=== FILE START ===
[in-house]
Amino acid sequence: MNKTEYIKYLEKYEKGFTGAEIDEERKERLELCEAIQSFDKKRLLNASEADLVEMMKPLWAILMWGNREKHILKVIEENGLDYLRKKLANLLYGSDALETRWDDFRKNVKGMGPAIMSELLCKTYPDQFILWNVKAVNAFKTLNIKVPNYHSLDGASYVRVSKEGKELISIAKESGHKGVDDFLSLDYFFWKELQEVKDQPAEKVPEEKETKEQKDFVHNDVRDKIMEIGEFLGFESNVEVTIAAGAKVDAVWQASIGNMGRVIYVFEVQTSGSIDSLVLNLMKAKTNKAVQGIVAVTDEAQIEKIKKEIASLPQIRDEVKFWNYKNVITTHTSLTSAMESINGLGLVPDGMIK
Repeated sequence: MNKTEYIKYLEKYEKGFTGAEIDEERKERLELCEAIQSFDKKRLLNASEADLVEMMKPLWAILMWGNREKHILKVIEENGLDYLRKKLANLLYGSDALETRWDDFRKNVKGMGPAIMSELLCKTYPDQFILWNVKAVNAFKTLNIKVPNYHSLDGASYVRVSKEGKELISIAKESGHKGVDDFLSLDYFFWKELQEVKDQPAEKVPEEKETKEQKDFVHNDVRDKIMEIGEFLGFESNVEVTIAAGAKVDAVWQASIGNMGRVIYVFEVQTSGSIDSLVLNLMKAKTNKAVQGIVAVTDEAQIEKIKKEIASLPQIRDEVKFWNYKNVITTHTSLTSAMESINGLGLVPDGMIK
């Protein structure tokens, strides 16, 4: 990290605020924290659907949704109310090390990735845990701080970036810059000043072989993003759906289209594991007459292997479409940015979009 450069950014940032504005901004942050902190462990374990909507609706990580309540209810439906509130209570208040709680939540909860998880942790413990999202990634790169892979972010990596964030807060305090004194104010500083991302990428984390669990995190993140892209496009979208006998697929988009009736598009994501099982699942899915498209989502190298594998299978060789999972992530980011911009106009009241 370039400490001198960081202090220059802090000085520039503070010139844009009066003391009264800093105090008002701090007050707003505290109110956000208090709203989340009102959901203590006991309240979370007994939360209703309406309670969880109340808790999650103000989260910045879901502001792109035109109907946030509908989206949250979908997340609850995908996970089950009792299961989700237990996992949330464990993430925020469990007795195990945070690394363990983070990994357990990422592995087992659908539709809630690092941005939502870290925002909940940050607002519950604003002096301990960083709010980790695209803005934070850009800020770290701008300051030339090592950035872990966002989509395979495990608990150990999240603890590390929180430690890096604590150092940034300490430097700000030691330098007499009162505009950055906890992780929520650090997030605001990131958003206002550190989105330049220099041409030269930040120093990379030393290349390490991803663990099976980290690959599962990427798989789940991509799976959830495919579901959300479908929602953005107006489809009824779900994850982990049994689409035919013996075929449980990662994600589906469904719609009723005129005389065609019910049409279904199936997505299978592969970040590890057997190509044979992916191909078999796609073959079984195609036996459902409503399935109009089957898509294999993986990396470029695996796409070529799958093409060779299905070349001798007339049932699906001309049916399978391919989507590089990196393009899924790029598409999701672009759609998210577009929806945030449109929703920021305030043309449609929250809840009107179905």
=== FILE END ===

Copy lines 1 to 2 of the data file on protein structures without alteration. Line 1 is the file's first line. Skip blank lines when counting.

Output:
[in-house]
Amino acid sequence: MNKTEYIKYLEKYEKGFTGAEIDEERKERLELCEAIQSFDKKRLLNASEADLVEMMKPLWAILMWGNREKHILKVIEENGLDYLRKKLANLLYGSDALETRWDDFRKNVKGMGPAIMSELLCKTYPDQFILWNVKAVNAFKTLNIKVPNYHSLDGASYVRVSKEGKELISIAKESGHKGVDDFLSLDYFFWKELQEVKDQPAEKVPEEKETKEQKDFVHNDVRDKIMEIGEFLGFESNVEVTIAAGAKVDAVWQASIGNMGRVIYVFEVQTSGSIDSLVLNLMKAKTNKAVQGIVAVTDEAQIEKIKKEIASLPQIRDEVKFWNYKNVITTHTSLTSAMESINGLGLVPDGMIK